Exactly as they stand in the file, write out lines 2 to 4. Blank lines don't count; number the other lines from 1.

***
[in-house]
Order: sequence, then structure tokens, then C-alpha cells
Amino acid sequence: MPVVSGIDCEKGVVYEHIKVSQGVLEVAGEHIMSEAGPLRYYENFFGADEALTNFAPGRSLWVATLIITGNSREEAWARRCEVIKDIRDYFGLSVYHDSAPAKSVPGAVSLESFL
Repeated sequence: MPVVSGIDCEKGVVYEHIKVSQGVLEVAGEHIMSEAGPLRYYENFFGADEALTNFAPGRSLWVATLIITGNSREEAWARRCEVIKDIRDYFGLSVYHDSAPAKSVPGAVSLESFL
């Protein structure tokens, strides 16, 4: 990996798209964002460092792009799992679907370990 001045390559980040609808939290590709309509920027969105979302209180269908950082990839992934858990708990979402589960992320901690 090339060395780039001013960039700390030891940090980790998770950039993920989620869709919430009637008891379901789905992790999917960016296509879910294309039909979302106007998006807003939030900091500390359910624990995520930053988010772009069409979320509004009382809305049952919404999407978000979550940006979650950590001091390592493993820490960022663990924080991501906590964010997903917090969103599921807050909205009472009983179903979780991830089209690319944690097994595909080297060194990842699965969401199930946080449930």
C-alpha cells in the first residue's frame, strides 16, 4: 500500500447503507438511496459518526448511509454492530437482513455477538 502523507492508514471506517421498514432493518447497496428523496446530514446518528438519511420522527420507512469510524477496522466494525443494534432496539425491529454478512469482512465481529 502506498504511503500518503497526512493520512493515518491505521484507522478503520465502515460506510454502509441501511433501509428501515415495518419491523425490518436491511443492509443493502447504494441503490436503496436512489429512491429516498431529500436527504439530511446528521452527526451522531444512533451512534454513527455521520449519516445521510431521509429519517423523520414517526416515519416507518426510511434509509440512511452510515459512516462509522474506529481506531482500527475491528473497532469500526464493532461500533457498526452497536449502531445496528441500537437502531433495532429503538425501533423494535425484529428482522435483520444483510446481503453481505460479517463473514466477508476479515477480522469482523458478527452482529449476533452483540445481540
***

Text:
Order: sequence, then structure tokens, then C-alpha cells
Amino acid sequence: MPVVSGIDCEKGVVYEHIKVSQGVLEVAGEHIMSEAGPLRYYENFFGADEALTNFAPGRSLWVATLIITGNSREEAWARRCEVIKDIRDYFGLSVYHDSAPAKSVPGAVSLESFL
Repeated sequence: MPVVSGIDCEKGVVYEHIKVSQGVLEVAGEHIMSEAGPLRYYENFFGADEALTNFAPGRSLWVATLIITGNSREEAWARRCEVIKDIRDYFGLSVYHDSAPAKSVPGAVSLESFL